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Posts by Corinne Neary

The Reader's Den: Flannery O'Connor's "A Good Man is Hard to Find"

Flannery O'Connor's short story, "A Good Man is Hard to Find," originally published in the 1955 collection of the same name, has all the classic O'Connor elements: humor, irony, tragedy, and evil. It starts off innocently enough: a grandmother sets off on a road trip with her son, Bailey, and his family: a wife, two kids, and a baby.Read More ›

The Reader's Den: Flannery O'Connor's "The Displaced Person"

In Flannery O'Connor's short story "The Displaced Person," originally published in the 1955 collection A Good Man is Hard to Find, racism, prejudice, and distrust take center stage.Read More ›

The Reader's Den: Flannery O'Connor's "The Life You Save May Be Your Own"

Flannery O'Connor's "The Life You Save May Be Your Own" was originally published in the 1955 short story collection, A Good Man is Hard to Find. Like many of her short stories, it centers around the appearance of a stranger on the horizon, (literally, in this case!) and that stranger's effect on the lives of others.Read More ›

March in the Reader's Den: Flannery O'Connor

Over the next three weeks, we will be discussing three of her most well known short stories, all included in A Good Man is Hard to Find (1955) and The Complete Stories (1971).Read More ›

Drawing People and Places: Gearing Up!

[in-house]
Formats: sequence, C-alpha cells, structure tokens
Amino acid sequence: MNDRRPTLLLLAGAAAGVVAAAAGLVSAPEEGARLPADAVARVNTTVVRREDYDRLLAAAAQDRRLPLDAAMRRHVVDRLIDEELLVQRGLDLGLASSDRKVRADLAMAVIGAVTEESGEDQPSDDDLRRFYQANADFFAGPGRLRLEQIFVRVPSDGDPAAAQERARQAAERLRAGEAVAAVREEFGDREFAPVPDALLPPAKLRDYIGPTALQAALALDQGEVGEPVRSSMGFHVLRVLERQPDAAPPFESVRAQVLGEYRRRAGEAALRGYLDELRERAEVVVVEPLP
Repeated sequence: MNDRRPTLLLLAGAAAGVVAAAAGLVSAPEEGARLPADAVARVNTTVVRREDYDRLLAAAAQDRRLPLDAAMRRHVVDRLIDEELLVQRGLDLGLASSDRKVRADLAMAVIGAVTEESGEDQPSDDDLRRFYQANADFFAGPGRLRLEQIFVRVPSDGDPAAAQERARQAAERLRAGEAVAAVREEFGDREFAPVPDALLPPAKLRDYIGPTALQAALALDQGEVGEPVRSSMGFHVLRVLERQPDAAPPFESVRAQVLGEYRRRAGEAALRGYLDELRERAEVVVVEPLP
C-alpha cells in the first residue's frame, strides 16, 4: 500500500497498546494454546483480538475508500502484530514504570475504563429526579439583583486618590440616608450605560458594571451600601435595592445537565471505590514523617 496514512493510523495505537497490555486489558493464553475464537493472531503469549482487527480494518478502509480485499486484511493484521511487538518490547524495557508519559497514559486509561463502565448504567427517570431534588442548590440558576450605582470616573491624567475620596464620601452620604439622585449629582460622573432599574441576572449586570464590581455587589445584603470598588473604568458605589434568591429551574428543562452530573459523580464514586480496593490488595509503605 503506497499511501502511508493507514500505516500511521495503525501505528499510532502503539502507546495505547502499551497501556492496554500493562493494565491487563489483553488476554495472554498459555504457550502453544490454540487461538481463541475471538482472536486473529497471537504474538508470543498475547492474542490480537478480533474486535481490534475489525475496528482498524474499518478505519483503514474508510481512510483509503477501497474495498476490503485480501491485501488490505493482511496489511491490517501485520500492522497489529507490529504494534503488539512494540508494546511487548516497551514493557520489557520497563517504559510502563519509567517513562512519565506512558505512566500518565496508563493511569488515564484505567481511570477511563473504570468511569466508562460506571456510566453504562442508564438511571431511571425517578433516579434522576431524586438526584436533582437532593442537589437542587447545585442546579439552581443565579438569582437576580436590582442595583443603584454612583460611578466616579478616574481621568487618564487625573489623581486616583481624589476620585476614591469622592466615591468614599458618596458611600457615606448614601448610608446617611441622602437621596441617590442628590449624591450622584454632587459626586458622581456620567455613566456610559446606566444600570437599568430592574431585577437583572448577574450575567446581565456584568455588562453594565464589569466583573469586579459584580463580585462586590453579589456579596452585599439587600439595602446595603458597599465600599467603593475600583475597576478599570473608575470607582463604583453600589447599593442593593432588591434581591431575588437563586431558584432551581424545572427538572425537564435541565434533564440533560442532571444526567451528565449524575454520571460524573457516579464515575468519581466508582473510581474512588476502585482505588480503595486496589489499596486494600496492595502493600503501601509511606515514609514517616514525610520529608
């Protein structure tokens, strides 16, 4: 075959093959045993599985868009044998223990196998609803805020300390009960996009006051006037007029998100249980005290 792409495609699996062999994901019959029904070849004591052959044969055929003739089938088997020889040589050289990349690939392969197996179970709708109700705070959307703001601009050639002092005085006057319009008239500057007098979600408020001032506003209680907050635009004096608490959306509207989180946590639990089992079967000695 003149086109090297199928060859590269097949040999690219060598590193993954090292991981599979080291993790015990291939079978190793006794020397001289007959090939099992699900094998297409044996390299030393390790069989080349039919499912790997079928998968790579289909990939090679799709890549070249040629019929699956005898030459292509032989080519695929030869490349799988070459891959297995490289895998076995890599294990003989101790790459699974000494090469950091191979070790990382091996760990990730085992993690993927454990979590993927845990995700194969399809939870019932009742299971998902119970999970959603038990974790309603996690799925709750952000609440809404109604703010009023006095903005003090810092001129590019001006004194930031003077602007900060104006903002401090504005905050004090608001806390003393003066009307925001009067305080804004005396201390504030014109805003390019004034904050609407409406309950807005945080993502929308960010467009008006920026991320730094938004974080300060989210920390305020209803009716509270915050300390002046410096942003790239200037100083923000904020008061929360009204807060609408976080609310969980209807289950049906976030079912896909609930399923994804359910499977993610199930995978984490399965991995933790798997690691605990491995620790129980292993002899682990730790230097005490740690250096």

At Jefferson Market Library, our 10 week drawing course for adults 55+ is drawing to a close, and we are gearing up to host an event celebrating the artists who have participated.

We will be showcasing all of the work that the students have created, on Friday May 17th from 2 p.m.-4 p.m. in our first floor auditorium. Please join us to see what has been created 

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Drawing People and Places: A Resource List

Balthus — The Mediterranean Cat, 1949This Friday, teaching artist Josh Millis will begin his 10 session drawing class for adults 55+ at Jefferson Market Library. (This class is full, but check out the Creative Aging classes being held at other 

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The Reader's Den: Edith Wharton's "Roman Fever"

Thank you for joining us for our final week of Edith Wharton short stories in The Reader's Den!

Like "The Other Two" and "Autres Temps," Wharton's 1934 story, "

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The Reader's Den: Edith Wharton's "Autres Temps"